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FUTURE ATOMIC CLOCK TECHNOLOGY

Project information

Grant agreement ID: 607493

Status

Closed project

  • Start date

    1 October 2013

  • End date

    30 September 2017

Funded under:

FP7-PEOPLE

  • Overall budget:

    € 3 865 448,11

  • EU contribution

    € 3 865 448,11

Coordinated by:

THE UNIVERSITY OF BIRMINGHAM

United Kingdom

Objective

During the last decades atomic clocks and frequency standards have become an important resource for advanced economies with impact ranging from satellite navigation (GPS, GLONASS, Galileo) to high speed communication networks, where they ensure synchronisation of data packets at ever higher bit rates. In this field the wake of the new millennium has been marked by the invention of frequency comb technology, a discovery so important that it was awarded the Nobel Prize in Physics in 2005. Femtosecond comb technology enables two major advances (i) a factor of 1000 improvement in sensitivity and accuracy over current atomic clock technology and (ii) the possibility to create a precision frequency synthesizer ranging from the Hz level up to 10^17 Hz or even higher, i.e. covering the electromagnetic spectrum from DC to the soft x-ray regime. The technological impact of this current development is likely to be tremendous, opening new applications, e.g. in “relativistic geodesy”, where ultraprecise clocks sense the gravitational potential via the redshift arising from general relativity. This might open new markets in oil and mineral exploration, supervision of CO2 sequestration and hydrology and climate research.
However the technologies associated with optical clocks and frequency standards are still in the laboratory stage and experts in the field are desperately needed for developing commercially viable systems and applications. This ITN is addressing this issue by implementing a training programme covering all aspects from the atomic reference and ultrastable lasers to frequency comb synthesis, precision frequency distribution and commercial system technology. It focuses on technological developments enhancing the technology readiness level of the new optical atomic clocks, enhancing the chance that they are picked up by the commercial sector. At this initial stage the vehicle will be space technology, which is promising the first high-precision applications.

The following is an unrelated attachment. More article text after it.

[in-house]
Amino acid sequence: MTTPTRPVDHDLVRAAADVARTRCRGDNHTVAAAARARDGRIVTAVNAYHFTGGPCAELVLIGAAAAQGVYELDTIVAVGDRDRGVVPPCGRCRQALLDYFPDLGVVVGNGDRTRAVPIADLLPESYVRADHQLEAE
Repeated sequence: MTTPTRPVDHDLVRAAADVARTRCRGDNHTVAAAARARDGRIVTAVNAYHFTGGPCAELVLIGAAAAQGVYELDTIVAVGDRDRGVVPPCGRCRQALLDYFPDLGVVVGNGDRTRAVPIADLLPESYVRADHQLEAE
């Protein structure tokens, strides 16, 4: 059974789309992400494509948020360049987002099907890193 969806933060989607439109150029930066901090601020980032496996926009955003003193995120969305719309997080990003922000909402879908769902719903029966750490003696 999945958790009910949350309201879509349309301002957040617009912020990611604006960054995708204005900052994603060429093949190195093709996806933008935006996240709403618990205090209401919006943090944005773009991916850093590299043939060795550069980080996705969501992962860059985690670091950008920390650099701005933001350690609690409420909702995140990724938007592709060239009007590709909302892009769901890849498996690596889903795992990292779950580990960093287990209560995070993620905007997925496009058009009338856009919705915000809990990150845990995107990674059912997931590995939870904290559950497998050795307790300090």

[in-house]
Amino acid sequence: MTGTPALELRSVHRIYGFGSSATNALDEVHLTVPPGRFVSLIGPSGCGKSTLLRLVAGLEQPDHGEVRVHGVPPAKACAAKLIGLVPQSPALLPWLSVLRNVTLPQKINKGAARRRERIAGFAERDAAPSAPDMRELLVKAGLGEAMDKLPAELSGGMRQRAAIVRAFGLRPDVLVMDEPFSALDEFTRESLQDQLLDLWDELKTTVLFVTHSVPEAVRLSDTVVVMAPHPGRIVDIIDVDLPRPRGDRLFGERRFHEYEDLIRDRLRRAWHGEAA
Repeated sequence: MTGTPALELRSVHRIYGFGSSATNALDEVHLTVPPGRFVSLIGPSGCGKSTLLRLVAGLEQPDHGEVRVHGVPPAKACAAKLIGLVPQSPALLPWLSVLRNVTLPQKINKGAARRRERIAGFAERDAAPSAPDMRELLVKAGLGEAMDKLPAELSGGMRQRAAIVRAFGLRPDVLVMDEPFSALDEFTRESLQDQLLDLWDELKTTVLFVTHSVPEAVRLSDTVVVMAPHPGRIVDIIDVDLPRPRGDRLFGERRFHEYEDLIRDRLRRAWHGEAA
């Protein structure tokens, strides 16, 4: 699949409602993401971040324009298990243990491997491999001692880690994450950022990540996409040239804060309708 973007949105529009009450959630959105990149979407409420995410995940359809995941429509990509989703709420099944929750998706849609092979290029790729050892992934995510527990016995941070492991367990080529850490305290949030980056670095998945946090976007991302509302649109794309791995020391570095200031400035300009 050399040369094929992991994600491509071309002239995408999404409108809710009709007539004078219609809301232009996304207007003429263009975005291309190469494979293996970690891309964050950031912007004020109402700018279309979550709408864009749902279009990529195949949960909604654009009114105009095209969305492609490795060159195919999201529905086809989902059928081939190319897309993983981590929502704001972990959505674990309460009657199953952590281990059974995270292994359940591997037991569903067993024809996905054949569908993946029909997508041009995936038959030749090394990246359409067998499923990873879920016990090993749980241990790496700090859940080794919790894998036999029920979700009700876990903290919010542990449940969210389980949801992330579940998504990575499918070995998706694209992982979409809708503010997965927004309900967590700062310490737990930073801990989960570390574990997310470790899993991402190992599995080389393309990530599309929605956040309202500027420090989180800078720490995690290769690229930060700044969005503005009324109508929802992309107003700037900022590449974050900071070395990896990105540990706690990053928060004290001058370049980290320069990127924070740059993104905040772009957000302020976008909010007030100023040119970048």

Coordinator

THE UNIVERSITY OF BIRMINGHAM

Address

Edgbaston
B15 2tt Birmingham

United Kingdom

Activity type

Higher or Secondary Education Establishments

EU Contribution

€ 688 256,14

Administrative Contact

May Chung (Ms.)

Participants (14)

ERWIN KAYSER-THREDE GMBH

Germany

HEINRICH-HEINE-UNIVERSITAET DUESSELDORF

Germany

EU Contribution

€ 244 068,88

ISTITUTO NAZIONALE DI RICERCA METROLOGICA

Italy

EU Contribution

€ 240 837,96

KAYSER ITALIA SRL

Italy

EU Contribution

€ 214 078,19

GOTTFRIED WILHELM LEIBNIZ UNIVERSITAET HANNOVER

Germany

EU Contribution

€ 222 068,88

NPL MANAGEMENT LIMITED

United Kingdom

EU Contribution

€ 285 056,64

OBSERVATOIRE DE PARIS

France

EU Contribution

€ 255 948,66

PHYSIKALISCH-TECHNISCHE BUNDESANSTALT

Germany

EU Contribution

€ 222 068,88

UNIVERSITE DE NEUCHATEL

Switzerland

EU Contribution

€ 261 515,76

UNIVERSITA DEGLI STUDI DI FIRENZE

Italy

EU Contribution

€ 240 837,96

ECOLE POLYTECHNIQUE FEDERALE DE LAUSANNE

Switzerland

EU Contribution

€ 261 515,76

OHB SYSTEM AG

Germany

EU Contribution

€ 222 068,88

THE UNIVERSITY OF NOTTINGHAM

United Kingdom

EU Contribution

€ 285 056,64

Menlo Systems GmbH

Germany

EU Contribution

€ 222 068,88

Project information

Grant agreement ID: 607493

Status

Closed project

  • Start date

    1 October 2013

  • End date

    30 September 2017

Funded under:

FP7-PEOPLE

  • Overall budget:

    € 3 865 448,11

  • EU contribution

    € 3 865 448,11

Coordinated by:

THE UNIVERSITY OF BIRMINGHAM

United Kingdom